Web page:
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Health: Head Lice Policy

posted Sep 29, 2014, 1:28 PM by TC Administrator
Revised April 2010

Head lice persists as a problem for Iowa school age children.  Joanna Ibarra’s paper entitled “Head Lice in School Children” remains a source of insight on how best to deal with head lice.  After studying Ibarra’s research, the Iowa Department of Public Health changed the treatment approach for head lice.  

1.   Routine school-based screenings have been discontinued.  The parent is held responsible to do the screenings.  Parents should screen their children weekly for 15-20 minutes in good light. Parents should screen every evening if concerned.  School staff members and parents should assume there are head lice in the community and schools at all times.

2.   Any school personnel member may make a referral to the school nurse for an individual screen.  All screenings will be completed with privacy for the child.

3.   If head lice are found, the parent will be notified.  The treatment protocol can be reviewed at this time.  Although children are allowed to remain in school for the balance of the day, parents are highly encouraged to remove their child immediately!  Letters may be sent home with other classmates to let parents know that head lice was found in their child’s classroom.  Names of the infested child are kept confidential.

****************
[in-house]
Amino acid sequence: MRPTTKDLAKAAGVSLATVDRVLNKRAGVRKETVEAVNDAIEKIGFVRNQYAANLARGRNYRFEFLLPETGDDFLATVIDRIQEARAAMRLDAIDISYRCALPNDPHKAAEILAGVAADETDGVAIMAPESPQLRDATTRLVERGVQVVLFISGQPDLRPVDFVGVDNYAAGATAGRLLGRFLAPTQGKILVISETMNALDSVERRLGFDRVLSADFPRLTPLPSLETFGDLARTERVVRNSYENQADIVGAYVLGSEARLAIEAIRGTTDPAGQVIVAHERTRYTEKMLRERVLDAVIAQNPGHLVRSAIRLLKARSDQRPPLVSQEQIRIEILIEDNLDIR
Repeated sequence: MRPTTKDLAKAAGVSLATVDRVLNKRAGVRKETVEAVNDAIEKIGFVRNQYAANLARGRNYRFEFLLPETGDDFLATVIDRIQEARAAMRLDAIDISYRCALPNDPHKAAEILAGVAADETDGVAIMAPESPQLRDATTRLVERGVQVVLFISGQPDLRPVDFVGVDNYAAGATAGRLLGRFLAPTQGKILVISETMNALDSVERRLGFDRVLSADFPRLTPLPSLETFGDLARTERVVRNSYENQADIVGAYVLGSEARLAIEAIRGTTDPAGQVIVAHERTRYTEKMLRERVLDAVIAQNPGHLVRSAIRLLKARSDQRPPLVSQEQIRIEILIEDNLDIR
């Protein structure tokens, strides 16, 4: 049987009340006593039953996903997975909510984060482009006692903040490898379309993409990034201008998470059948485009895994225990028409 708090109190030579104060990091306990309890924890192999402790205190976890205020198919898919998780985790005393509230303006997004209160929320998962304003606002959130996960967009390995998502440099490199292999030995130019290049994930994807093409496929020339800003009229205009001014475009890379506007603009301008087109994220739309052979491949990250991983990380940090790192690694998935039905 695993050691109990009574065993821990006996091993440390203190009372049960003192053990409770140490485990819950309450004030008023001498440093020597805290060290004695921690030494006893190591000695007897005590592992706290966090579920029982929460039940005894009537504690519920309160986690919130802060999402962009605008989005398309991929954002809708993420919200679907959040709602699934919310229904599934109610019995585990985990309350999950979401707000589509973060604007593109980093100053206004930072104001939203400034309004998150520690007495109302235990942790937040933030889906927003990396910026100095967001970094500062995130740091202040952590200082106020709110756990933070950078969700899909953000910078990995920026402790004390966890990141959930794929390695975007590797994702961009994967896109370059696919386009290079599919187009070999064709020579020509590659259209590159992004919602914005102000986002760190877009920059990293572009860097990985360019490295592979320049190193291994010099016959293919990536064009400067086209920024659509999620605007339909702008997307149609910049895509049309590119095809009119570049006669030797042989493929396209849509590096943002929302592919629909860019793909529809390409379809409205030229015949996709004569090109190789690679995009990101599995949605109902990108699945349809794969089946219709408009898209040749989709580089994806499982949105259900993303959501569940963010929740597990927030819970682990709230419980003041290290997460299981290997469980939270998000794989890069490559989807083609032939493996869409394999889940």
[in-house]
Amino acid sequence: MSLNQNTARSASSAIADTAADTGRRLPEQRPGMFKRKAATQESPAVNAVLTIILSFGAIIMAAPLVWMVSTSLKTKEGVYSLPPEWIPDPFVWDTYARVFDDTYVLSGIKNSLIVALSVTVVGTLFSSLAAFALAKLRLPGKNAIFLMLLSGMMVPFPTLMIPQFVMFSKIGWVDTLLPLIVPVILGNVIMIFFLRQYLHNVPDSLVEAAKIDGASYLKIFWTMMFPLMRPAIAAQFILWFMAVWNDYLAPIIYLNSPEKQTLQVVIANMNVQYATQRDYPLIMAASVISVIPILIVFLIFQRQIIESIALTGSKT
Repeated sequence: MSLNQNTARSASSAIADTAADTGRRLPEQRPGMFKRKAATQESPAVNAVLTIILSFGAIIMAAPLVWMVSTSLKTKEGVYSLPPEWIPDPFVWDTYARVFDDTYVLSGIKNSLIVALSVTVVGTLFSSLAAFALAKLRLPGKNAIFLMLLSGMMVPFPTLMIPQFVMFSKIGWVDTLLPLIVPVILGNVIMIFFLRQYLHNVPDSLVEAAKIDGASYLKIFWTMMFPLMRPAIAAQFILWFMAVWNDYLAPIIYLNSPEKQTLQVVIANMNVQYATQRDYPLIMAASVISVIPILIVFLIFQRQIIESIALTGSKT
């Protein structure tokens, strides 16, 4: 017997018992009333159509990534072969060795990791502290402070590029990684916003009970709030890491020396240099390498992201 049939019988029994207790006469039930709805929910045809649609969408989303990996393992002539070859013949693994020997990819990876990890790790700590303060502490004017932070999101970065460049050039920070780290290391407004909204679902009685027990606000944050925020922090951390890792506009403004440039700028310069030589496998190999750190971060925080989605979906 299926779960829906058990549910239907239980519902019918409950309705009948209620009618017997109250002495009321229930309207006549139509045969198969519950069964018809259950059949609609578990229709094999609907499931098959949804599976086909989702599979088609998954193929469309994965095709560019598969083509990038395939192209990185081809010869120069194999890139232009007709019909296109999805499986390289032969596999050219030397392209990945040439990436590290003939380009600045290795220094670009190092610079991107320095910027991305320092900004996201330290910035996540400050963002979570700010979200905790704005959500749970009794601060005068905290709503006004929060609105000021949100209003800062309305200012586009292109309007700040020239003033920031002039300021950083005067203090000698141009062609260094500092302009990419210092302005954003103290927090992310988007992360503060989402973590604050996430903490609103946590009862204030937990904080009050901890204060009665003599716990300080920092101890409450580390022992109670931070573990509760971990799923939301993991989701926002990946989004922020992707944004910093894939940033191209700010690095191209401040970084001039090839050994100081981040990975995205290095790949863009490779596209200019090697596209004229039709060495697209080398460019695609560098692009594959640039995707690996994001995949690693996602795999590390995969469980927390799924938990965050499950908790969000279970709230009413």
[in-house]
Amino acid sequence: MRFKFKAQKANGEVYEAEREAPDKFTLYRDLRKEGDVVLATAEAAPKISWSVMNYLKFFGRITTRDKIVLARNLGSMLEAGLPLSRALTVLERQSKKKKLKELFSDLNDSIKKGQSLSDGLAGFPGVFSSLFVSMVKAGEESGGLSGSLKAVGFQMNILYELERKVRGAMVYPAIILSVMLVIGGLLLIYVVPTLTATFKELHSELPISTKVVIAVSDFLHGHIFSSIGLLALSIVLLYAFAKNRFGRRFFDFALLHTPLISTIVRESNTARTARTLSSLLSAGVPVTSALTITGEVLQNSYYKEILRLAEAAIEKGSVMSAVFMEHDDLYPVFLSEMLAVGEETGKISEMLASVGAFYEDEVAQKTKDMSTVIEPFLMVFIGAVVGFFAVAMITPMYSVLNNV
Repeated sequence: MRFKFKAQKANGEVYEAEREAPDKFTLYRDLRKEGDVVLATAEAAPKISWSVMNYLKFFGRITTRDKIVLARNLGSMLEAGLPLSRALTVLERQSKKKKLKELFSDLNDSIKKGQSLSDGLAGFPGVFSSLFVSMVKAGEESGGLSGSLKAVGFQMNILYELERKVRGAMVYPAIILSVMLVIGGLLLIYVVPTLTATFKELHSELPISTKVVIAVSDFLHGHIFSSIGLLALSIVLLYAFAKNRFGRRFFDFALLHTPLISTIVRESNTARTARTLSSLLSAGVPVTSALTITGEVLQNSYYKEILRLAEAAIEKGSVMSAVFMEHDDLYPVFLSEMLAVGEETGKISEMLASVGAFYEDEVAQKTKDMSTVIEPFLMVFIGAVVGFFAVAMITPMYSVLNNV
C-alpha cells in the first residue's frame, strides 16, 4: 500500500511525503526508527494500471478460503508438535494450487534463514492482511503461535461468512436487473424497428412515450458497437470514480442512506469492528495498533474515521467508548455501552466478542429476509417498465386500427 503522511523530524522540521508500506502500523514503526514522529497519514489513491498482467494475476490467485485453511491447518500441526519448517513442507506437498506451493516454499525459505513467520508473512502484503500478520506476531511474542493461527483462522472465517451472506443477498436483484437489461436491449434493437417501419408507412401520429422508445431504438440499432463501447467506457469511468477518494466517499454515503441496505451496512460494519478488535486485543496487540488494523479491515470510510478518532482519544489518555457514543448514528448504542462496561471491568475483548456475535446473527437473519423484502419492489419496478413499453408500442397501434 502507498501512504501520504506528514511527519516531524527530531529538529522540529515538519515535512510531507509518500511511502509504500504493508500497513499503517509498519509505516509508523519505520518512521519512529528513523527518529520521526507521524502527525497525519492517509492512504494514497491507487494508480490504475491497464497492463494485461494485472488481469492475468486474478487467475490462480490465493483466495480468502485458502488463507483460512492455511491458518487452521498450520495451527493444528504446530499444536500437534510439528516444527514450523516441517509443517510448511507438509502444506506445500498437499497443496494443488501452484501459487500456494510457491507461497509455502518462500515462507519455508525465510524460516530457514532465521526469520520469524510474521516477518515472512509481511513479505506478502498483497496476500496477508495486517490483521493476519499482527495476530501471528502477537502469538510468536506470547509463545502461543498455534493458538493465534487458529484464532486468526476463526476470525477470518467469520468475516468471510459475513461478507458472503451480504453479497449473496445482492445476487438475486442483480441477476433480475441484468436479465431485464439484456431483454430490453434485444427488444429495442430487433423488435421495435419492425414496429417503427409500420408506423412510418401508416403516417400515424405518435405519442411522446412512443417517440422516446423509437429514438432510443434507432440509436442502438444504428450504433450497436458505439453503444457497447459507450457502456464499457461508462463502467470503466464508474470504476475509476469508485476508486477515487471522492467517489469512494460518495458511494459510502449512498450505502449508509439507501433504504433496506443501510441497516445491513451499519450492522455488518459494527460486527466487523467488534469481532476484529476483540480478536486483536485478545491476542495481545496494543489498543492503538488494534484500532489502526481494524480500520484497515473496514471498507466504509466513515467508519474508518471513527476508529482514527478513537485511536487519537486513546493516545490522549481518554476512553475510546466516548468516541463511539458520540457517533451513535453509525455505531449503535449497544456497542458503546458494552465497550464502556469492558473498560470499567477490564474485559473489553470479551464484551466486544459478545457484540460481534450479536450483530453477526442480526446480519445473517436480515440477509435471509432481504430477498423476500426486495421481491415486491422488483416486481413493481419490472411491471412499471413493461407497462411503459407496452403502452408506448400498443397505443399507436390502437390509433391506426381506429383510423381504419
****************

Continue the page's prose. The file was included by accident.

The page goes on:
4.   Parents are encouraged to conduct the two week shampoo and wet combing technique for lice removal and elimination.  This technique has been proven effective, is the least expensive, and least toxic.  Head lice shampoo is found at local pharmacies and some grocery stores.  The shampoo is medicated and you should always read the warning label on the package before using.  Like any over the counter medication, you can consult your physician or pharmacist for questions or concerns.

5.  Most of your time and energy should be spent removing lice and nits from the child’s hair.  To prevent re-infestation, it is recommended to launder bed linens, vacuum all upholstery & carpets and place all stuffed animal in a sealed, plastic bag for 2 weeks.  Once lice are found on a member of the household, all members of the household should be checked routinely.  Promptly treat everyone on the same day if they have it.

6.  Parents, if you have found head lice on your child or treat it, please notify the school nurse.

7.   “No nit” policies have been discontinued.

8.   When head lice seems impossible to treat, call your physician.  They can prescribe head lice treatment products or validate the effectiveness of home remedies.   

9.   In the event that a child’s head lice continues for a prolonged period, or becomes a repetitive issue, Tri-Center Community School District reserves the right to keep the child out of school until free of head lice and/or nits.  Tri-Center may also insist on a doctor’s order before the child can continue to attend school.  Should it become apparent that neglect is present, authorities will be contacted immediately. 

10 Head lice infestation is a nation-wide problem.  Nits and lice are a challenge to conquer, but with patience and persistence of the family, school can be lice-free.  However, the problem must be dealt with or it will not go away.